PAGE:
Here’s how it went:
1. Artist ties a dog to a tether on one corner of a room in a museum
2. Artist places bowl of food just out of reach in other corner
3. Over a period of days, dog dies of starvation.
Except, as it turns out, the whole thing was a hoax. The dog was regularly fed and watered, and released at the end of the exhibit.
It has now emerged, however, that artist Guillermo Habacuc Vargas intended the work to be a stunt to show how a starving dog suddenly becomes the centre of attention when it is in a gallery, but not when it is on the street. The work was intended to expose people for what they really are - "hypocritical sheep". He said that in order for the work to be valid, he and the gallery had to give the impression that the dog was genuinely starving to death and that it died.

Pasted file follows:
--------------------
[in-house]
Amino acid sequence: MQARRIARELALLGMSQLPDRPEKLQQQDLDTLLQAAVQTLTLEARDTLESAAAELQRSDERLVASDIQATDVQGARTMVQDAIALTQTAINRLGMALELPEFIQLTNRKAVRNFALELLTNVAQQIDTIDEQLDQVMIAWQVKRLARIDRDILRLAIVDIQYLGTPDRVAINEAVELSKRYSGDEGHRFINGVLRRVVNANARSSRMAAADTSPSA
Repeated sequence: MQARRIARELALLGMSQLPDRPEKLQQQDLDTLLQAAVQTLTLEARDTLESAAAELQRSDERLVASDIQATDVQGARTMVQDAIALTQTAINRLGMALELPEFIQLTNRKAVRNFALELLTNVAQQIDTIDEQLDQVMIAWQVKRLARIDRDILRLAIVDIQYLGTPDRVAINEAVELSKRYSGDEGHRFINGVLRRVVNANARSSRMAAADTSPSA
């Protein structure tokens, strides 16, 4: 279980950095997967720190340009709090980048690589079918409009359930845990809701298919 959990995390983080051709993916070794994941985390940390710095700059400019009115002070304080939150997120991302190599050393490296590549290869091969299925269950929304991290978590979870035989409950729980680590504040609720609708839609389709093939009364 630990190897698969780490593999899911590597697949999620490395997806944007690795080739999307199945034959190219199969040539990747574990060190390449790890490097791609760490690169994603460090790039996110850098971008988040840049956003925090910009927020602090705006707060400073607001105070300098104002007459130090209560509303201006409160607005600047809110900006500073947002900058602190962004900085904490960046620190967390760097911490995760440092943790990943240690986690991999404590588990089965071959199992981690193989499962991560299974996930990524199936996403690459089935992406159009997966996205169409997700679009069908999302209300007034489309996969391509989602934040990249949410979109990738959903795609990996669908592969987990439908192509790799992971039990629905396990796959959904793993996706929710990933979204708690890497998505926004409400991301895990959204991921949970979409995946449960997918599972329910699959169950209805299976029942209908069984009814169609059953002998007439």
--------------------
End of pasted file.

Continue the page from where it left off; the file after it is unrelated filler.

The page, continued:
This runs up against an issue we see all the time as crime writers: you can describe rape, dismemberment and skinning alive, but if you really want to get some hate mail, have somebody kill a dog, or even worse, a cat. I actually had written a scene in SAFE AND SOUND where the bad guy uses a yowling cat locked in the trunk of a car to suck his victims in so that the bomb in the car would kill more people. A dozen people died in the scene but the cat got away unscathed. I dropped the cat part because it just didn't fit the tone, but I may still use something similar someday.
Saturday, April 12, 2008
Kill A Dozen People, But For God's Sake Don't Hurt the Dog
From Balloon Juice:
Posted by JD Rhoades at Saturday, April 12, 2008